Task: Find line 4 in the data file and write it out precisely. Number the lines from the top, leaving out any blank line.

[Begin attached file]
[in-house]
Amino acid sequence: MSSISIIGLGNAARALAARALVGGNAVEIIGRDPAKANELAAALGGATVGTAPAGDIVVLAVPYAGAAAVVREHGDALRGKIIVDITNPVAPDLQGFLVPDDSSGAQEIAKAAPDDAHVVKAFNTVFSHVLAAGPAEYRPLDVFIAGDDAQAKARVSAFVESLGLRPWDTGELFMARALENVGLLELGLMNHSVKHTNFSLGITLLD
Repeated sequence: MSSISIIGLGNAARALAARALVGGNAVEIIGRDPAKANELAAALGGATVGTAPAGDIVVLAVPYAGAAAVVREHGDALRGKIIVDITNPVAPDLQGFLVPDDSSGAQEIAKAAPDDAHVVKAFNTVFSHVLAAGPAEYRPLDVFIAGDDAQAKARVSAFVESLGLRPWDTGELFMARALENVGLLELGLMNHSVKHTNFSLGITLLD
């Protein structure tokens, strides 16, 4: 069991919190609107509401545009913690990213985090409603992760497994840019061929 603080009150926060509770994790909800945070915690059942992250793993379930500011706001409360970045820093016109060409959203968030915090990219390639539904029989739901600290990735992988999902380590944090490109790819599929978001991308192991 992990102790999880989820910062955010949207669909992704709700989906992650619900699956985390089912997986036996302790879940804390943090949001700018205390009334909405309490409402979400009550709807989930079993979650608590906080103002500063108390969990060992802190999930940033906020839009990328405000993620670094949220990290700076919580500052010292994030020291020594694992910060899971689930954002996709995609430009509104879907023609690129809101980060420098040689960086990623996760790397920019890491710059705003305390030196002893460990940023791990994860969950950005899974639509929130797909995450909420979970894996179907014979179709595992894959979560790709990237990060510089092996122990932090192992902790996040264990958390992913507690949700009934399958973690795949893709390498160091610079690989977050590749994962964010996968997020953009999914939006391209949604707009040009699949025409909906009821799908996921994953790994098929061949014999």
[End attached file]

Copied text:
């Protein structure tokens, strides 16, 4: 069991919190609107509401545009913690990213985090409603992760497994840019061929 603080009150926060509770994790909800945070915690059942992250793993379930500011706001409360970045820093016109060409959203968030915090990219390639539904029989739901600290990735992988999902380590944090490109790819599929978001991308192991 992990102790999880989820910062955010949207669909992704709700989906992650619900699956985390089912997986036996302790879940804390943090949001700018205390009334909405309490409402979400009550709807989930079993979650608590906080103002500063108390969990060992802190999930940033906020839009990328405000993620670094949220990290700076919580500052010292994030020291020594694992910060899971689930954002996709995609430009509104879907023609690129809101980060420098040689960086990623996760790397920019890491710059705003305390030196002893460990940023791990994860969950950005899974639509929130797909995450909420979970894996179907014979179709595992894959979560790709990237990060510089092996122990932090192992902790996040264990958390992913507690949700009934399958973690795949893709390498160091610079690989977050590749994962964010996968997020953009999914939006391209949604707009040009699949025409909906009821799908996921994953790994098929061949014999």